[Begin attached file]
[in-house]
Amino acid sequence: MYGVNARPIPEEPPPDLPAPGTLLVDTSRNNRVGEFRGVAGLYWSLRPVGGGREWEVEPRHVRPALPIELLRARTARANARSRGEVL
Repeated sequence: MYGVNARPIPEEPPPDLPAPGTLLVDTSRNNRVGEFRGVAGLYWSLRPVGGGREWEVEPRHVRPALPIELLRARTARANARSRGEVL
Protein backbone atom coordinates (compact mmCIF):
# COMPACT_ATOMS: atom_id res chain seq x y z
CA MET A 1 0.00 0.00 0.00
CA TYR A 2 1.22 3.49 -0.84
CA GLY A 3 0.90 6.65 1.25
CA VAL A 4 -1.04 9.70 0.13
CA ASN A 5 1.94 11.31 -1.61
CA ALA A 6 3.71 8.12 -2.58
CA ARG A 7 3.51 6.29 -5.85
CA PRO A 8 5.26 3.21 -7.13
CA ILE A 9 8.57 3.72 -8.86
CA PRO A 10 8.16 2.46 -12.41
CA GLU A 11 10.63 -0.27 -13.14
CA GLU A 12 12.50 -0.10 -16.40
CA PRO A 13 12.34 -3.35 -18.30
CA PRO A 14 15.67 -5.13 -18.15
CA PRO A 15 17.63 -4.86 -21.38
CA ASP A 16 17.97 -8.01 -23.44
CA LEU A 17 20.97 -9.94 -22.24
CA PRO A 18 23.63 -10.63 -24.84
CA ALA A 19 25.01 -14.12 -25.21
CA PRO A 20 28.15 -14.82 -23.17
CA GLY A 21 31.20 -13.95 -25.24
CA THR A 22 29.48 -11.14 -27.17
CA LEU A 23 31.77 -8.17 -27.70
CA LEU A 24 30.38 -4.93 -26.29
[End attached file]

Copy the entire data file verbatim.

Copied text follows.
[in-house]
Amino acid sequence: MYGVNARPIPEEPPPDLPAPGTLLVDTSRNNRVGEFRGVAGLYWSLRPVGGGREWEVEPRHVRPALPIELLRARTARANARSRGEVL
Repeated sequence: MYGVNARPIPEEPPPDLPAPGTLLVDTSRNNRVGEFRGVAGLYWSLRPVGGGREWEVEPRHVRPALPIELLRARTARANARSRGEVL
Protein backbone atom coordinates (compact mmCIF):
# COMPACT_ATOMS: atom_id res chain seq x y z
CA MET A 1 0.00 0.00 0.00
CA TYR A 2 1.22 3.49 -0.84
CA GLY A 3 0.90 6.65 1.25
CA VAL A 4 -1.04 9.70 0.13
CA ASN A 5 1.94 11.31 -1.61
CA ALA A 6 3.71 8.12 -2.58
CA ARG A 7 3.51 6.29 -5.85
CA PRO A 8 5.26 3.21 -7.13
CA ILE A 9 8.57 3.72 -8.86
CA PRO A 10 8.16 2.46 -12.41
CA GLU A 11 10.63 -0.27 -13.14
CA GLU A 12 12.50 -0.10 -16.40
CA PRO A 13 12.34 -3.35 -18.30
CA PRO A 14 15.67 -5.13 -18.15
CA PRO A 15 17.63 -4.86 -21.38
CA ASP A 16 17.97 -8.01 -23.44
CA LEU A 17 20.97 -9.94 -22.24
CA PRO A 18 23.63 -10.63 -24.84
CA ALA A 19 25.01 -14.12 -25.21
CA PRO A 20 28.15 -14.82 -23.17
CA GLY A 21 31.20 -13.95 -25.24
CA THR A 22 29.48 -11.14 -27.17
CA LEU A 23 31.77 -8.17 -27.70
CA LEU A 24 30.38 -4.93 -26.29